Below is one of many more blog posts to come detailing MEDP grantees wonderful contributions to the mentoring field.

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National Quality Member Spotlight: The Garage Community and Youth Center

NOVEMBER 14, 2018
BY: ABIGAIL ELLIS M.S.W., EXECUTIVE DIRECTOR, MENTOR INDEPENDENCE REGION

The Garage Community

The Garage Community and Youth Center has been a haven for middle and high school youth living near their two sites in Kennett Square and West Grove, Pennsylvania. Amongst diverse out of school time, programs like arts, community service activities, career coaching, and tutoring, their longstanding mentoring program was a cornerstone for the center. Operated by a tenured staff member with deep organizational knowledge, the program provided high quality mentoring experiences year over year to the Garage students.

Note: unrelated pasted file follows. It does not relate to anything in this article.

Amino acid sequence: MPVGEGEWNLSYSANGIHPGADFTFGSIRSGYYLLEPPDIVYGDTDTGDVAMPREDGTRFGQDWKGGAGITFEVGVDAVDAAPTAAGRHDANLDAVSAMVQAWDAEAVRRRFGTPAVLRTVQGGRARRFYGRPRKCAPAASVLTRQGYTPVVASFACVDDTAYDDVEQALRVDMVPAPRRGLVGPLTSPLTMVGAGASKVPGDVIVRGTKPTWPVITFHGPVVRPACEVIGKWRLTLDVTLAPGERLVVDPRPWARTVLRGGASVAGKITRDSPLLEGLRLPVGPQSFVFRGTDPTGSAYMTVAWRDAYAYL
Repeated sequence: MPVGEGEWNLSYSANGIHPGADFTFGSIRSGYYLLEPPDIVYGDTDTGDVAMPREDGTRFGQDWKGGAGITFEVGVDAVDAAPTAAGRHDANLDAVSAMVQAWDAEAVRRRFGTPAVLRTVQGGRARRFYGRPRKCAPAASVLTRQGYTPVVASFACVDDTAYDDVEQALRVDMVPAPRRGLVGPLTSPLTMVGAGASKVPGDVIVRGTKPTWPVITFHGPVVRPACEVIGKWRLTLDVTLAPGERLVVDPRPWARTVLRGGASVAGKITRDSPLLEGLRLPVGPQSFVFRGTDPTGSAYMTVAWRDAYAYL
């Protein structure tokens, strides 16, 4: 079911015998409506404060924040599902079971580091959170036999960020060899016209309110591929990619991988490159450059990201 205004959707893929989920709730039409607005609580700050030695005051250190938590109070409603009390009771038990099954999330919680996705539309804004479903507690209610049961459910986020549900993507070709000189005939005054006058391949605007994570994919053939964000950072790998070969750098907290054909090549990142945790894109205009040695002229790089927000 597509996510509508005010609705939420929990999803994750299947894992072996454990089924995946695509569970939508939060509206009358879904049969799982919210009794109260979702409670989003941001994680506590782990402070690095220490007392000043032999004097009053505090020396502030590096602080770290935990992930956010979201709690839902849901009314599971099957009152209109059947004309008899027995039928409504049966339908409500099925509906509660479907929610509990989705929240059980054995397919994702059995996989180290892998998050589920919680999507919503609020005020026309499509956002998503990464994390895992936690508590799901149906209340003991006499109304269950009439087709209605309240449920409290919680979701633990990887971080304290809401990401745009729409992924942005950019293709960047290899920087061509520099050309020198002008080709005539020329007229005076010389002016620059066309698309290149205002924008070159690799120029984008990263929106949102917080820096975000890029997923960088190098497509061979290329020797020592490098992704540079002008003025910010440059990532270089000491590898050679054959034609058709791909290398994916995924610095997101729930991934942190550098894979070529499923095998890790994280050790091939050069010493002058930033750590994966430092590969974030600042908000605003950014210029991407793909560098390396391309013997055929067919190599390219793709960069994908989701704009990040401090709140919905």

While students were receiving high quality services, the Garage staff ran into a common problem. Executive Director Kristin Proto says, "When one person is running [the program], the process lives in that person's head. Doing this assessment can help bring that knowledge back to the organization. We can ask questions like, how does what we say we do translate into what happens on the ground? Is it working? Is what we put into place five years ago still relevant?"